Utah’s first medical cannabis couriers have started hand-delivering orders to the homes of patients, a promising development for people who face daunting drives to the nearest marijuana pharmacy.
The service is starting small at first. WholesomeCo, the company that is trailblazing cannabis home delivery in Utah, has hired 10 couriers that can cover Salt Lake, Utah, Tooele, Weber, Cache, Summit and Wasatch counties.
But Chris Jeffery, WholesomeCo’s chief executive officer, says his goal is to go statewide within six months so that patients who are medically fragile or who live long distances from the nearest pharmacy have a better option for getting their cannabis treatment.
“We deal with patients that are terminally ill, have [multiple sclerosis] or some condition that makes it hard for them to get out of bed,” said Jeffery, whose company grows medical marijuana and operates a cannabis pharmacy in West Bountiful. “Those patients need access to their home because they literally cannot leave their home.”
One Salt Lake County patient — who declined to give her full name because of the stigma around cannabis — said her health conditions put her at high risk for COVID-19, and she’s felt uncomfortable going to pharmacies during the pandemic. She hasn’t even been to the grocery store since April.
“So when I got the email alert that they were going to start doing delivery, I was the first one to sign up,” said the patient, who was expecting a WholesomeCo courier at her home Wednesday.
Another patient, Jordan Bartholomew, said he doesn’t have a car and gets around largely by bicycle, so it’s been challenging to find time to visit a cannabis pharmacy.
“Having delivery makes things a lot more comfortable for me,” said Bartholomew, who lives in Salt Lake City’s Ballpark neighborhood and uses cannabis to treat chronic back pain.
State lawmakers in 2019 adopted the legal framework for a home delivery system, and while WholesomeCo is the first to take advantage of it, Utah officials expect other cannabis companies will soon follow suit. Rich Oborn, director of the state health department’s Center for Medical Cannabis, said he hopes the couriers ease the challenges of rural residents who live hours from one of the state’s pharmacies.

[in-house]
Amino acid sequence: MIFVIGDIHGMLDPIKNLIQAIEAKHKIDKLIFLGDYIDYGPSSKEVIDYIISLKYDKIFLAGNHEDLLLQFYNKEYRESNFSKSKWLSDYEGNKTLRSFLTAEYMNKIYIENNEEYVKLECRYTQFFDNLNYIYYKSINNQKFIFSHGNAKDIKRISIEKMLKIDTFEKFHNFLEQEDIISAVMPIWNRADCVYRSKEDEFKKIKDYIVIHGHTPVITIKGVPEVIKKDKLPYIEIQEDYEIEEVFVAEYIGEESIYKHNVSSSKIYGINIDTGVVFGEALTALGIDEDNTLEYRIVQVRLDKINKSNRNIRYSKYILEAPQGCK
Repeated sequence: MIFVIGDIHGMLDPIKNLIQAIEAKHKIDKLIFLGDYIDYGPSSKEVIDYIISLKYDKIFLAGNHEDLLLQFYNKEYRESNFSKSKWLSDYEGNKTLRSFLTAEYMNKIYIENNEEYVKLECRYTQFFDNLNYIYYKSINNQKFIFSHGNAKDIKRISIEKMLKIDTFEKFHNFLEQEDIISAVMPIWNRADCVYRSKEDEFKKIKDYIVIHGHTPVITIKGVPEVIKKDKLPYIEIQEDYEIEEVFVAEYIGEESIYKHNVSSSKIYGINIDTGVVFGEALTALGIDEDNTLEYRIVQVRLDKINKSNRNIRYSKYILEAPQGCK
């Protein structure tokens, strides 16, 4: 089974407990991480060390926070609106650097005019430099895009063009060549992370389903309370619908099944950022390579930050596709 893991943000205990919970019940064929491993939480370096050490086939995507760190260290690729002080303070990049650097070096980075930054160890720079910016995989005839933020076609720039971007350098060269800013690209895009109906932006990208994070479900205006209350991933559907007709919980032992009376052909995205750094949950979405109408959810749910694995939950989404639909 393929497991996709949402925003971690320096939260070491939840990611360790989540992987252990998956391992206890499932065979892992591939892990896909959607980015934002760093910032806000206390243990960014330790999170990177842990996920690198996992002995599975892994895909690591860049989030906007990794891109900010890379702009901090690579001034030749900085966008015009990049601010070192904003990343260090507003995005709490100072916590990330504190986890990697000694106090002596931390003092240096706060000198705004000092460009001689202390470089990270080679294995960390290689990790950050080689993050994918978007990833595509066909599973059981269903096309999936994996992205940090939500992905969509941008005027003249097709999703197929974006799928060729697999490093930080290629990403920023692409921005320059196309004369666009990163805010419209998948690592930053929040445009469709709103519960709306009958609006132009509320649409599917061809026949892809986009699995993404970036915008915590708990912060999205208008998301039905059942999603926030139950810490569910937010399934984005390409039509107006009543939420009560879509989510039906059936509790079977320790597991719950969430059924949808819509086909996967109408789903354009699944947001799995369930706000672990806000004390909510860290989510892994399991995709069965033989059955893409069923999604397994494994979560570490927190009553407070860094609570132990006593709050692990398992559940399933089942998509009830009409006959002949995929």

Though the state has doled out 14 cannabis pharmacy licenses, only seven of them have opened to date, and the Provo location is the closest current option for patients in southern Utah.
Dragonfly Wellness, which operates a Salt Lake City pharmacy, is also getting ready to roll out its delivery service and several other cannabis retailers have plans to follow suit, Oborn said.
“I think the major question is, will they offer it to the entire state?” he said.
Oborn said the he hopes courier services will expand to reach all corners of Utah to “ensure that people in every county in the state have multiple options from which they can order medical cannabis.”
Desiree Hennessy, head of the Utah Patients Coalition, agreed with Jeffery that the home delivery option will be critical for patients who can’t easily get to a pharmacy.
“I have blind patients that I talk to and multiple different disabilities that make it so they can’t drive,” she said. “And so for those patients, this is huge, the fact that this is a way they can get their medication without relying on family or friends to go pick it up for them.”
However, she noted that many Utahns will have to wait a while longer for cannabis couriers to reach their community.
“The frustration is there’s just not more of it,” she said of the delivery option.
WholesomeCo began taking delivery orders on Wednesday and started transporting orders to patient doorsteps the next day. Since then, they’ve been handling about 20 orders each day but plan to scale up to about 200 orders each day in the next few weeks.
Jeffery said patients who live within WholesomeCo’s service range can place their orders online and choose an available delivery time for as soon as the following day or up to six days in advance. Under state law, the patient must be at home when the courier arrives to accept the cannabis order, and WholesomeCo even photographs the customer’s identification to make sure the package ended up in the right hands.
The company is charging a fee of $15 per delivery at present but will likely adjust this amount as they expand their coverage area and get a better sense of the costs, Jeffery said.
“We have to make sure that we’re not losing our tail on delivery,” he said. “But we’re going to try to keep that fee as low as possible. ... Hopefully, we can continue to decrease that price over time.”
In addition to serving patients who aren’t able to leave home or live in remote locations, home delivery is almost an expected convenience in an age when many medications are shipped straight to people’s doors, Jeffery said. He and a few colleagues at WholesomeCo had past experience with a mobile food ordering at a company called OrderUp and understood the complications of coordinating these services, he added.
“Delivery is obviously in my wheelhouse,” he said.
Because of that, the state has worked closely with WholesomeCo in launching the state’s first cannabis home delivery, he said.